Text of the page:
Nick Chu is a Spartan Daily contributing columnist. His column, “Identity Matters” appears every other Thursday.
As Co-chair of Queer & Asian SJSU, the campus discussion and support group for students who identify as queer and Asian Pacific Islander, I often hear the inquiry, “Why is there a group for such a specific identity?”
Why do we have organizations that address the needs of such niche groups as “transgender people of color” or “Latino/Xicano men who like men?”
American individualism produces the dangerous notion that we cause our own traumas and that we are the only ones who can fix them.
Being part of a community has empowered me to utilize the strength of that same individualism.
It has taught me that I can be that “one person who makes a difference.”
A scene earlier this year at the annual Western Regional Queer Conference showed me just how estranged I had grown from my convictions of primordial equality.
In a discussion group, I expressed to a room of predominantly white queer activists that my insecurities about my queer Asian identity made me want to give up trying to be a singer-songwriter.
With resounding righteousness, the room erupted with invalidations.
People insisted that I had to be the first of my kind, the one to break the sexual orientation and ethnicity barriers.
Amidst the clamor, I had no chance to rejoin, “How many of you have to be the first white person to become a hugely successful musician and throw off the baggage of centuries of discrimination and marginalization in order to become a vanguard for your entire race?”
The failure of Western Regional to provide a “safe space” for this most tender of concerns turned me on to the community-based organizations at SJSU like Q&A (Queer and Asian) and EL PAÍS (Estudiantes Latin@s y el Proyecto Arco Iris, a group for queer Latin@s/Xican@s).
Q&A linked me to multiple avenues of community connection, including QACon (Queer and Asian Conference), an annual gathering of hundreds of Californian queer APIs, and QAPIAR (Queer Asian and Pacific Islander American Retreat), an intimate retreat for just 35 queer APIs.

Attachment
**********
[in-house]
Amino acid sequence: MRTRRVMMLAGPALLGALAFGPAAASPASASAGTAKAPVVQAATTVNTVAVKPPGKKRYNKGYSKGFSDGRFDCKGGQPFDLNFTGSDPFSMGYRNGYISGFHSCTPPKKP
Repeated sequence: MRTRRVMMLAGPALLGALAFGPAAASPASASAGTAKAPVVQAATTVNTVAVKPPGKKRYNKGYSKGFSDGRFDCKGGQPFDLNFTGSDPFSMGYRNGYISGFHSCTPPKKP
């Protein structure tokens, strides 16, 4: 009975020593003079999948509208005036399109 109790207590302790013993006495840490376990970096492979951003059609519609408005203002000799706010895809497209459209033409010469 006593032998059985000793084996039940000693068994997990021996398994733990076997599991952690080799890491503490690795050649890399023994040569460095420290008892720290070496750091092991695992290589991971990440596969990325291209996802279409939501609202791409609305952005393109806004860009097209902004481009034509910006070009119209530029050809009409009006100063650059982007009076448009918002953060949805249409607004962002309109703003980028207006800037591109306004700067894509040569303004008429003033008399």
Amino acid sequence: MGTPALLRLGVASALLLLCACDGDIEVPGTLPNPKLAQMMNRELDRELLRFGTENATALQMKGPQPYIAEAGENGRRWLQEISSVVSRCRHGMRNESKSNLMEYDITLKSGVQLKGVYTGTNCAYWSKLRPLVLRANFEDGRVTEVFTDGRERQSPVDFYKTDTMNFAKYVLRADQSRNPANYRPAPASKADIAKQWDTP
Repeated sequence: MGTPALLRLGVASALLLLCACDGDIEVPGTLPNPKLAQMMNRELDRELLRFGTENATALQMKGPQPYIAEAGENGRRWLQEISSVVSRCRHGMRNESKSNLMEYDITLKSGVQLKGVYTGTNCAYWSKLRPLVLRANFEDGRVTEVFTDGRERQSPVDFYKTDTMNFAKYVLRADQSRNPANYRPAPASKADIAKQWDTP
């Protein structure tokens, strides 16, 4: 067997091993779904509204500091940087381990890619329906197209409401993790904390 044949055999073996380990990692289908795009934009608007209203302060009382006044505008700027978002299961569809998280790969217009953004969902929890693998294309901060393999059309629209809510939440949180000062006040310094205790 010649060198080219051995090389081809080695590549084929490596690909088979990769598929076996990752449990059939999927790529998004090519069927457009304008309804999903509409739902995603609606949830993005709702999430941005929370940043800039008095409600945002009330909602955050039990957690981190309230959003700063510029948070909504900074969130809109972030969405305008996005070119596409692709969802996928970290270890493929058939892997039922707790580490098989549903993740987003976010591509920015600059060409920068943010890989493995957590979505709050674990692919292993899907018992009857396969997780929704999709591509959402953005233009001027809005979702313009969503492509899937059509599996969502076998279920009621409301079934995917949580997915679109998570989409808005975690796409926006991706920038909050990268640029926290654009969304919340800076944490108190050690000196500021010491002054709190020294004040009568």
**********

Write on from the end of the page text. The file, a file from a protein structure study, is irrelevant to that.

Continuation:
It is only in these “safe spaces” that queer individuals of marginalized ethnicities can let out the cries that a “colorblind” society often stifles.
Some of us discuss how our families, entrenched in Asian traditions, espouse deference, restrictive gender roles and “saving face” at the expense of the liberation of their non-heterosexual and gender-nonconforming children.
Some of us reveal that we have lost loved ones to HIV/AIDS because, as “model minorities,” the government considers APIs less prone to risky sexual behavior.
As a result, it fails to allocate funds for education and treatment programs that could save lives.
Others of us admit ruefully that we won’t date people of our own race — we realize, by extension, that we don’t appreciate ourselves for our “inferior” identities.
Others of us yet have tried to take our lives because we felt we could never be more than a racist, sexist, homophobic stereotype.
Yet we survive to stand proudly among our peers and try to alleviate as much of their pain as possible.
In the faces of our golden and brown-skinned friends, we see wrinkles caused by self-rejection — in their eyes that are narrower than the ones in magazines and on TV, we see the erosive effects of comments like, “You would be prettier if you had lighter skin!”
Once we learn that we’re not alone in all these experiences that we originally believed implausible, we know that there’s a community for us to turn to when the traumas creep back.
Many leaders stand atop peaks of empowerment to effect change in health and safety, political representation and societal acceptance.
Selfishly, I use my position to witness the tears of joy that my fellow community members shed as they ascend towards self-acceptance and personal fulfillment.
I have no compelling analysis to explain why I want to see my people thrive and rejoice amidst so much darkness.
Sometimes, the best answer is the simplest: our community-based organizations exist so that we can be happy.